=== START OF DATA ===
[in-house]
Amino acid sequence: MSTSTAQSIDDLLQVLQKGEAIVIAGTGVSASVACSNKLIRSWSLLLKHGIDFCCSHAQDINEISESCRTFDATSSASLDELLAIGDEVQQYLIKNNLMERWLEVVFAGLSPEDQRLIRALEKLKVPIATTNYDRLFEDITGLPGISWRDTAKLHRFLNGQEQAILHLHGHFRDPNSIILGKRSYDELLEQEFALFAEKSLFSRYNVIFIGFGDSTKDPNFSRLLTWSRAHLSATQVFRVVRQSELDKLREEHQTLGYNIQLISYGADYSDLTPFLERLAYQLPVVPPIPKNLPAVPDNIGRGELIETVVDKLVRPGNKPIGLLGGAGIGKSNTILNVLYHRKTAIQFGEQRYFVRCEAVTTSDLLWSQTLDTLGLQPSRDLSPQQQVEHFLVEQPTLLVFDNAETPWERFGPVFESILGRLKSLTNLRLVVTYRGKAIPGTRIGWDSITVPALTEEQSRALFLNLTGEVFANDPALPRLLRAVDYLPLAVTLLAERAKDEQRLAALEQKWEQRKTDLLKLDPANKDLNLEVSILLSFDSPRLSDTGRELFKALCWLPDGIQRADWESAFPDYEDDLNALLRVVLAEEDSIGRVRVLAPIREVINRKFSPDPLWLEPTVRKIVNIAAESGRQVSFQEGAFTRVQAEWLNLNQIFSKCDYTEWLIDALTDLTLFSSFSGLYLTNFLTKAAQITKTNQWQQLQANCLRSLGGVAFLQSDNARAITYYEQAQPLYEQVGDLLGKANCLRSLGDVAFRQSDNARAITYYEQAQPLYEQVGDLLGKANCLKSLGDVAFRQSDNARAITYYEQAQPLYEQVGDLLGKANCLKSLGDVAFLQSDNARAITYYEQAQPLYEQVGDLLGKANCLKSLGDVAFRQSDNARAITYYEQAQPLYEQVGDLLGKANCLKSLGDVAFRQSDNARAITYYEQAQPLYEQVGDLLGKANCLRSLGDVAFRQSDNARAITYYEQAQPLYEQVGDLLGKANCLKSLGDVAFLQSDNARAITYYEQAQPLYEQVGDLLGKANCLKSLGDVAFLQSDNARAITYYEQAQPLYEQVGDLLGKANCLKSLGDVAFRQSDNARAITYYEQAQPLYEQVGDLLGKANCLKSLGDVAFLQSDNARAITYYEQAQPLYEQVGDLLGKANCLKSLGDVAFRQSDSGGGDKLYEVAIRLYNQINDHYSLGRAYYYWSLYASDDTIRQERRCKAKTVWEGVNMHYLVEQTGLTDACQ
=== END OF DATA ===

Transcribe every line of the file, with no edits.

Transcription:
[in-house]
Amino acid sequence: MSTSTAQSIDDLLQVLQKGEAIVIAGTGVSASVACSNKLIRSWSLLLKHGIDFCCSHAQDINEISESCRTFDATSSASLDELLAIGDEVQQYLIKNNLMERWLEVVFAGLSPEDQRLIRALEKLKVPIATTNYDRLFEDITGLPGISWRDTAKLHRFLNGQEQAILHLHGHFRDPNSIILGKRSYDELLEQEFALFAEKSLFSRYNVIFIGFGDSTKDPNFSRLLTWSRAHLSATQVFRVVRQSELDKLREEHQTLGYNIQLISYGADYSDLTPFLERLAYQLPVVPPIPKNLPAVPDNIGRGELIETVVDKLVRPGNKPIGLLGGAGIGKSNTILNVLYHRKTAIQFGEQRYFVRCEAVTTSDLLWSQTLDTLGLQPSRDLSPQQQVEHFLVEQPTLLVFDNAETPWERFGPVFESILGRLKSLTNLRLVVTYRGKAIPGTRIGWDSITVPALTEEQSRALFLNLTGEVFANDPALPRLLRAVDYLPLAVTLLAERAKDEQRLAALEQKWEQRKTDLLKLDPANKDLNLEVSILLSFDSPRLSDTGRELFKALCWLPDGIQRADWESAFPDYEDDLNALLRVVLAEEDSIGRVRVLAPIREVINRKFSPDPLWLEPTVRKIVNIAAESGRQVSFQEGAFTRVQAEWLNLNQIFSKCDYTEWLIDALTDLTLFSSFSGLYLTNFLTKAAQITKTNQWQQLQANCLRSLGGVAFLQSDNARAITYYEQAQPLYEQVGDLLGKANCLRSLGDVAFRQSDNARAITYYEQAQPLYEQVGDLLGKANCLKSLGDVAFRQSDNARAITYYEQAQPLYEQVGDLLGKANCLKSLGDVAFLQSDNARAITYYEQAQPLYEQVGDLLGKANCLKSLGDVAFRQSDNARAITYYEQAQPLYEQVGDLLGKANCLKSLGDVAFRQSDNARAITYYEQAQPLYEQVGDLLGKANCLRSLGDVAFRQSDNARAITYYEQAQPLYEQVGDLLGKANCLKSLGDVAFLQSDNARAITYYEQAQPLYEQVGDLLGKANCLKSLGDVAFLQSDNARAITYYEQAQPLYEQVGDLLGKANCLKSLGDVAFRQSDNARAITYYEQAQPLYEQVGDLLGKANCLKSLGDVAFLQSDNARAITYYEQAQPLYEQVGDLLGKANCLKSLGDVAFRQSDSGGGDKLYEVAIRLYNQINDHYSLGRAYYYWSLYASDDTIRQERRCKAKTVWEGVNMHYLVEQTGLTDACQ